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            06 / 07 / 15

            Why the 40cm-long sanitary pad prevails in China

            • “You place the pad between your legs and tie your sanitary belt around your waist, then you wear your underwear over it. It keeps your pad in place and stops it from leaking,” she explained.

              For the next few years, every time there was a leak (and there were many), I wondered if I was doing something wrong. It was years before I understood that it was the product that was unable to prevent a monthly massacre, and that I shouldn’t have to change my lifestyle or limit my movements to help menstrual pads do their job.

            • My early experiences were typical of Chinese girls, but unlike me (and more than 80 percent of American women of menstruating age), many Chinese women still haven’t abandoned the pad.

              In 1982, disposable menstrual pads were first imported to China from Japan. Before that it was all handmade sanitary belts and rolled up rags. Currently there are approximately 340 million women in China who use feminine hygiene products, and pads hold the overwhelming majority of market share.

              For many Chinese women, their only tactic against pads that leak is to pile on thicker pads. Sufei, one of the leading brands in China, boasts a popular 41cm-long pad, which looks and feels like a diaper, complete with a “trough” surrounded by an elasticised border like a fitted sheet. Still, some women claim to wear two of these to bed. Others, thoroughly defeated in their search for a product that reliably catches blood and preserves their dignity, say they wear diapers at night.

            • Despite the bleak state of feminine hygiene products in China, the trend is towards thinner, more absorbent pads that help busy women stay confident and unencumbered whatever they’re doing or wearing. An article ranking 16 different popular brands proclaimed that a winning product must be “thin, absorbent, soft, and breathable”, quite a tall order.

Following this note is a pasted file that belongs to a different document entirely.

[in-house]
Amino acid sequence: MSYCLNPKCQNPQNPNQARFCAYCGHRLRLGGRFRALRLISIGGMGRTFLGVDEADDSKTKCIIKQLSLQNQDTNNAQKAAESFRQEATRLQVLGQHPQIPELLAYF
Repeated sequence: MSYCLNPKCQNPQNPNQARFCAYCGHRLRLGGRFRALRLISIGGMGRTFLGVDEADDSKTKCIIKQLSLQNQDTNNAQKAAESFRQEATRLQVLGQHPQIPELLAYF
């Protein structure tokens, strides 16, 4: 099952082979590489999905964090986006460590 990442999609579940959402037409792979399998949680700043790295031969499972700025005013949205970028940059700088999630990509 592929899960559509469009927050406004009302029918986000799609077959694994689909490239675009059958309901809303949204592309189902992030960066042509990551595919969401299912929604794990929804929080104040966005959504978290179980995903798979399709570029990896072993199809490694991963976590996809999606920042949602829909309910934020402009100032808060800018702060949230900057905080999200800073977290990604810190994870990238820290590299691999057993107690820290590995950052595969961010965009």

The bad news is that nothing short of chemical engineering could produce the miraculously absorbent and paper-thin product that fits the bill, and women balk at the idea of anything other than natural fibres pressed up against their privates. Given these limitations, pads new to the Chinese market have more or less stopped shrinking.

              There are more effective products — tampons and menstrual cups — but misconceptions and misgivings about them are rife. Johnson & Johnson introduced their o.b. tampons to China way back in 1993, but Chinese consumers still have serious concerns, often stemming from a lack of understanding. Today, Chinese women share their worries about tampons on forums such as Baidu Knowledge (百度知道).

              “This is huge! It would surely stretch me out!”

              “How can virgins use this product without damaging themselves?”

              “I saw somewhere that European and American women have a higher rate of cervical cancer due to use of tampons!”

              “I can’t use tampons. Pads may be inconvenient, but they are much safer.”

              But there is a growing population of women who are speaking up about their positive tampon experiences.

              “I’m no longer sitting on a wet, sticky pile of stuff every time I’m on my period. This fresh, dry comfort is too wonderful, 100 likes!”

              “When I have my period, I don’t worry about leaks anymore, and I’ve said goodbye to washing bloody sheets. This joy is universal to anyone who’s used tampons!”

              (There’s no evidence that tampons cause cervical cancer. While toxic shock syndrome is associated with tampon use, it affects fewer than 10 out of 100,000 tampon users, and nine times out of ten is not fatal.)

              But convincing Chinese women to start using an insertable menstrual product remains an uphill battle. The shabby state of the country’s sex education shows no sign of improving, and centuries-old attitudes and beliefs about female reproductive health are numerous and deep-seated. It may take years of aggressive campaigning before tampons gain parity with pads. But the process may be sped along by the consumers themselves as Chinese women increasingly become active and empowered in everyday life.

            • Incidentally, a new American product called Thinx may be able to provide a comfortable middle ground. Marketed as “for women, by women”, Thinx has launched a chic line of panties designed to absorb blood, prevent leaks, wick moisture, and fight microbial activity. Could this be the next big thing for Chinese women?

              Article by Frankie Huang